Today I was very much in the mood of "heading for home" which was remiss of me for there was a lot of great scenery along the way and I did not give it the photographic attention it deserved. From Radium this morning I made an early start and followed the Columbia River (and highway 95) north to the town of Golden a major rail head town and a watering hole on the Trans-Canada Highway (or Highway 1 as it is also called). For me it was also breakfast.

After breakfast it was west along Highway 1 towards Rogers Pass and more spectacular mountain scenery. The cannon in the photograph of Rogers Pass is a memorial to the practice of using canons and artillery shells to precipitate avalanches as a means of controlling snow build up.

At Revelstoke I was pleased to leave Highway 1 and turn south along highways 23 and 6. The Trans-Canada was very busy, lots of trucks, lots of road work and way too many people in a busting hurry. It was not fun riding, more like survival.

By the time I turned south it was getting hot, 90° F and for the first time on this trip I felt it necessary to remove the outer, waterproof, layer of my motorcycle suite. The afternoon's ride south was quite something, very good quality road, long stretches of great "twisties" just made for motorcycles, not much traffic, with almost the entire way following either a lake or a river. There was even a free ferry boat ride at one point. The lady with the decorative sun glasses was the traffic manager for the ferry loading.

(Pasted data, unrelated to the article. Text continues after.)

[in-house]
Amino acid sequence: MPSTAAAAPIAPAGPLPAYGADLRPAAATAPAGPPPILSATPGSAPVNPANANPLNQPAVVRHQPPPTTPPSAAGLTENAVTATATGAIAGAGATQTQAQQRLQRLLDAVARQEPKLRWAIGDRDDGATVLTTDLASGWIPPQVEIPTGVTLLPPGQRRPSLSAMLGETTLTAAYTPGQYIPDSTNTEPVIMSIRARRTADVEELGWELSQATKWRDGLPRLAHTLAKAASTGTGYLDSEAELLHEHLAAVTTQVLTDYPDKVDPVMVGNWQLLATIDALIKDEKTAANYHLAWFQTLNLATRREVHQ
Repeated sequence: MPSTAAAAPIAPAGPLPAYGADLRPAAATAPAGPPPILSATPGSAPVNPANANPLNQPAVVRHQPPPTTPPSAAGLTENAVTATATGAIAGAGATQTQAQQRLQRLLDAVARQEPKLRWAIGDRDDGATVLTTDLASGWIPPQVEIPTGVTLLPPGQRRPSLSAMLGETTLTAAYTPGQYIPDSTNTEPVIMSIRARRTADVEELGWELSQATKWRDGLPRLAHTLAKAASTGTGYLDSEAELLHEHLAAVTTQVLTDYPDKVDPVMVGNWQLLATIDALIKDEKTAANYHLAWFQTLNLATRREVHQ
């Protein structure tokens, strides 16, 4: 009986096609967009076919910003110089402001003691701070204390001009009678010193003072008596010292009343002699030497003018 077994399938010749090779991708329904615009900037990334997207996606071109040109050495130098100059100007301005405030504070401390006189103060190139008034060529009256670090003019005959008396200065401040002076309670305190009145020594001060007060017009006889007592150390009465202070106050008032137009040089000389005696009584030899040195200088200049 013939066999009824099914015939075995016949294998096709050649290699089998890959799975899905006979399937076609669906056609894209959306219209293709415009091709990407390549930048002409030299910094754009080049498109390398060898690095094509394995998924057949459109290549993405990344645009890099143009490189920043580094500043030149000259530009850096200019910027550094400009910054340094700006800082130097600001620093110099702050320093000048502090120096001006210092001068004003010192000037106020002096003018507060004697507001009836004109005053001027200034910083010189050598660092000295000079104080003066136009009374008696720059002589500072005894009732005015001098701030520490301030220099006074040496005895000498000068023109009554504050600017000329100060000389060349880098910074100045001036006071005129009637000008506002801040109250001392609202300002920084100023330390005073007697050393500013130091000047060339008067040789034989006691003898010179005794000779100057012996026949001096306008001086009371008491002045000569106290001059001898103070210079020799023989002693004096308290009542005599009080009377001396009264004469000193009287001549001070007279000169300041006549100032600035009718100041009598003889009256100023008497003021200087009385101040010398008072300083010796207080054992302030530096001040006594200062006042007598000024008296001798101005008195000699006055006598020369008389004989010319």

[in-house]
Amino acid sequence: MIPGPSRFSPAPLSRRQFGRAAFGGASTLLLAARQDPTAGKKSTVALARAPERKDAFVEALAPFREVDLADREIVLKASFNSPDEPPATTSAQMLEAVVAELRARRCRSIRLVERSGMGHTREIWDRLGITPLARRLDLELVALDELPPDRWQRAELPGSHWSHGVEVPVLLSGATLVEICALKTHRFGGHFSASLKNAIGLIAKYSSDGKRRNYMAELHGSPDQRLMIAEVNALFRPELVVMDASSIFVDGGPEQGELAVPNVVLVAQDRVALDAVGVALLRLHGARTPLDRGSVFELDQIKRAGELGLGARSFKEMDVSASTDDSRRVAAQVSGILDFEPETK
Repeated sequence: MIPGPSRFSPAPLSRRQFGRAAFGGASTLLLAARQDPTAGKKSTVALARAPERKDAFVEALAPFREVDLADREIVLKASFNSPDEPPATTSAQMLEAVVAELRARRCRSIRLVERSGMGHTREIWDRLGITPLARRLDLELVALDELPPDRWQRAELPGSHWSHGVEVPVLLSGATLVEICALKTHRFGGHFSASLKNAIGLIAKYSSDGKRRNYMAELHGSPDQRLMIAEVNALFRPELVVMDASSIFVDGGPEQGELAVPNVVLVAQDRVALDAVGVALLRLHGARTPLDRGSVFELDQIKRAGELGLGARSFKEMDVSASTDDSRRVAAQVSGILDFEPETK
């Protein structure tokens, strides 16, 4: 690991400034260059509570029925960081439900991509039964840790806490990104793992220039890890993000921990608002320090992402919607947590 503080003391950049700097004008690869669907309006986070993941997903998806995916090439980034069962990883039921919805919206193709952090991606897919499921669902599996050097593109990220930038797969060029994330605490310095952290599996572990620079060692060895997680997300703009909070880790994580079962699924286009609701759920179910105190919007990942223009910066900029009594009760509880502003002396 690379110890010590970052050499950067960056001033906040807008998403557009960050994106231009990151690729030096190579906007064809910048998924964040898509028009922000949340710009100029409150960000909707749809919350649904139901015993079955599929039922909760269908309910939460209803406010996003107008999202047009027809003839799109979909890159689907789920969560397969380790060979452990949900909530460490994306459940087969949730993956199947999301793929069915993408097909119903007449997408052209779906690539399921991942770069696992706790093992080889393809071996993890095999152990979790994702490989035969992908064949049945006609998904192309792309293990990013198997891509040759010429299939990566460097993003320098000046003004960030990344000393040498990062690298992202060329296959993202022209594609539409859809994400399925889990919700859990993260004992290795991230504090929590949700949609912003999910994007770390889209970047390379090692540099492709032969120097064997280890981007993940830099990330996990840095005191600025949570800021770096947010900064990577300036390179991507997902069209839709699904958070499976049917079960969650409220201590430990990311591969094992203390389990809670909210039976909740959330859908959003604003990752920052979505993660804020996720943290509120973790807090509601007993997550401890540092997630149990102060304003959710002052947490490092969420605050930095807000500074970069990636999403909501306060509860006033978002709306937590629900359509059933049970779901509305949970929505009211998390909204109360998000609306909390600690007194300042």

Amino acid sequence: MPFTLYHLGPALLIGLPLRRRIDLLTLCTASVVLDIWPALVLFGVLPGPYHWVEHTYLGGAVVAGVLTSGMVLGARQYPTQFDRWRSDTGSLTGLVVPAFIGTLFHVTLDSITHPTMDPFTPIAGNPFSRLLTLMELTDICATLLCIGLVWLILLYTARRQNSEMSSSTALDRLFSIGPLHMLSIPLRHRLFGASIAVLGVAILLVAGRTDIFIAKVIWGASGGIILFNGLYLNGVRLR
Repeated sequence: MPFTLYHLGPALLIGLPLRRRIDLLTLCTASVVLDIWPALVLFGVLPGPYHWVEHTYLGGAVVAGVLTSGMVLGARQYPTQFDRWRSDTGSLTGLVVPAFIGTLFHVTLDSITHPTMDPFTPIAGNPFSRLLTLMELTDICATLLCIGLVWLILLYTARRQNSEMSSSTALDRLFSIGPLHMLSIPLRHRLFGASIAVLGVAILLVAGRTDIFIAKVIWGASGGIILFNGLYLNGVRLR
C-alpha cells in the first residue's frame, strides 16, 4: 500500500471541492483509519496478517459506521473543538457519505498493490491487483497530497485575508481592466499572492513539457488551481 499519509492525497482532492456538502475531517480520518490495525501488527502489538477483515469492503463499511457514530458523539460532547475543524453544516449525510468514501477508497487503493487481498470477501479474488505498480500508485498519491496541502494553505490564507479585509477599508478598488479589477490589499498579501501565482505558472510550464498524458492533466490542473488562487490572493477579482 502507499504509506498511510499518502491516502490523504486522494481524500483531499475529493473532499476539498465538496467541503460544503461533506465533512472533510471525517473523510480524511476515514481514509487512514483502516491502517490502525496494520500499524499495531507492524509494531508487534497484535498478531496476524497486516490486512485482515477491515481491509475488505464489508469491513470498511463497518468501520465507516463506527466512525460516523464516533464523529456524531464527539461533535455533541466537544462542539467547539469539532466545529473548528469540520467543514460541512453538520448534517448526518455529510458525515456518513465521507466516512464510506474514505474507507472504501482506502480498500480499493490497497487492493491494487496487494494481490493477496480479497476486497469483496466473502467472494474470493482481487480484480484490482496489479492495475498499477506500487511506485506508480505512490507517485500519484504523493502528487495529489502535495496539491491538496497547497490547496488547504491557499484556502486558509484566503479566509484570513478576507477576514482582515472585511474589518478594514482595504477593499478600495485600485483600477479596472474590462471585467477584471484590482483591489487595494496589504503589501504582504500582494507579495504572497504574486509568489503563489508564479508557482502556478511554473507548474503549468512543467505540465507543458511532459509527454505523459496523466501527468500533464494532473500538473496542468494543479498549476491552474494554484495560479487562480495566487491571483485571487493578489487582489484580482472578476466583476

At the end of the day I arrived in the town of Castlegar looking for a place to pitch my tent. I had to travel a bit out of town to find a campground and then got the last tent site.

I did not spend much time sight-seeing in Castlegar but it is definitely a place where water sports abound. Castlegar it is situated on the Columbia River, just down stream from Arrow Lake and the "Hugh Keenley Side Dam" (built in 1968 and part of the Columbia Valley Treaty between the USA and Canada).